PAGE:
'Blessed are the poor in spirit, for theirs is the Kingdom of Heaven.' -- MATT. v.2.
'Ye are not come unto the mount that burned with fire, nor unto the sound of a trumpet, and the voice of |awful| words.' With such accompaniments the old law was promulgated, but here, in this Sermon on the Mount, as it is called, the laws of the Kingdom are proclaimed by the King Himself; and He does not lay them down with the sternness of those written on tables of stone. No rigid 'thou shalt' compels, no iron 'thou shalt not' forbids; but each precept is linked with a blessing, and every characteristic that is required is enforced by the thought that it contributes to our highest good. It fitted well Christ's character and the lips 'into which grace is poured,' that He spake His laws under the guise of these Beatitudes.
This, the first of them, is dead in the teeth of flesh and sense, a paradox to the men who judge good and evil by things external and visible, but deeply, everlastingly, unconditionally, and inwardly true. All that the world commends and pats on the back, Christ condemns, and all that the world shrinks from and dreads, Christ bids us make our own, and assures us that in it we shall find our true blessing. 'The poor in spirit,' they are the happy men.
The reason for the benediction is as foreign to law and earthly thoughts as is the benediction of which it is the reason -- 'for theirs is the Kingdom of Heaven.' Poverty of spirit will not further earthly designs, nor be an instrument for what the world calls success and prosperity. But it will give us something better than earth, it will give us heaven. Do you think that that is better than earth, and should you be disposed to acquiesce in the benediction of those who may lose the world's gifts but are sure to have heaven's felicities?
Now, I think I shall best deal with these words by considering, most simply, the fundamental characteristic of a disciple of Jesus Christ, and the blessed issues of that character.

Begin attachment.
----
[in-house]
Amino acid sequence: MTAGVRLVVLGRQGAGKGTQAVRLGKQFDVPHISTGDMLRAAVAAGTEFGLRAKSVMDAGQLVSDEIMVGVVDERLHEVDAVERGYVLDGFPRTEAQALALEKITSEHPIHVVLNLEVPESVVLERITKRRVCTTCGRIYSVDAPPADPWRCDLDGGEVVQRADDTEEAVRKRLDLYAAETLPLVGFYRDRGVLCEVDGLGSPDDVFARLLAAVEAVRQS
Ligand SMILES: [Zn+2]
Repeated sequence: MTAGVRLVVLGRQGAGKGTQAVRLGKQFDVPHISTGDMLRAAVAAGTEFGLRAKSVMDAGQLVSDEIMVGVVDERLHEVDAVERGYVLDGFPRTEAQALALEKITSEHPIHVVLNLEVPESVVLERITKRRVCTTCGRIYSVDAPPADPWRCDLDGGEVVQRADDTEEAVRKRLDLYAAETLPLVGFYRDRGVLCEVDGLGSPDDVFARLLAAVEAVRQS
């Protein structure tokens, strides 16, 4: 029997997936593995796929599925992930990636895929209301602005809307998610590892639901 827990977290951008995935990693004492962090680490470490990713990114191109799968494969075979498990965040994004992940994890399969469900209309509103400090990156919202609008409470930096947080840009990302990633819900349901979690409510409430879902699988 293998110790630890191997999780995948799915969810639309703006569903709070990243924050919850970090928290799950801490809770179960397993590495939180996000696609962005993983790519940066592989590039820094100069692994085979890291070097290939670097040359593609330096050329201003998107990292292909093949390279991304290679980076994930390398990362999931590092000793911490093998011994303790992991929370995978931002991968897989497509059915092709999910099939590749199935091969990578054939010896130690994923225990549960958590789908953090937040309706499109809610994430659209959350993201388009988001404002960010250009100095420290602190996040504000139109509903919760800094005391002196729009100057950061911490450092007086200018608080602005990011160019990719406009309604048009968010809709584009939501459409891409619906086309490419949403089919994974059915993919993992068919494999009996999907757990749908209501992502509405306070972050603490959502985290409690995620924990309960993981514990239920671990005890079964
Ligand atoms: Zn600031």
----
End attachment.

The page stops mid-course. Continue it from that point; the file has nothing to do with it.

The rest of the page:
I. First, then, the fundamental characteristic of Christ's disciples.
Now it is to be noticed that Luke's version of the Sermon on the Mount, which is much briefer than Matthew's, omits the words 'in spirit,' and so seems at first sight to be an encomium and benediction upon the outward condition of earthly poverty. Matthew, on the other hand, says 'poor in spirit.' And the difference between the two evangelists has given occasion to some to maintain that one or the other of them misunderstood Christ's meaning, and modified His expression either by omission or enlargement. But if you will notice another difference between the two forms of the saying in the two Gospels, you will, I think, find an explanation of the one already referred to; for Matthew's Beatitudes are general statements, 'Blessed are'; and Luke's are addressed to the circle of the disciples, 'Blessed are ye.' And if we duly consider that difference, we shall see that the general statement necessarily required the explanation which Matthew's version appends to it, in order to prevent the misunderstanding that our Lord was setting so much store by earthly conditions as to suppose that virtue and blessedness were uniformly attached to any of these. Jesus Christ was no vulgar demagogue flattering the poor and inveighing against the rich. Luke's 'ye poor' shows at once that Christ was not speaking about all the poor in outward condition, but about a certain class of such. No doubt the bulk of His disciples were poor men who had been drawn or driven by their sense of need to open their hearts to Him. Outward poverty is a blessing if it drives men to God; it is not a blessing if, as is often the case, it drives men from Him; or if, as is still oftener the case, it leaves men negligent of Him. So that Matthew's enlargement is identical in meaning with Luke's condensed form, regard being had to the difference in the structure of the two Beatitudes.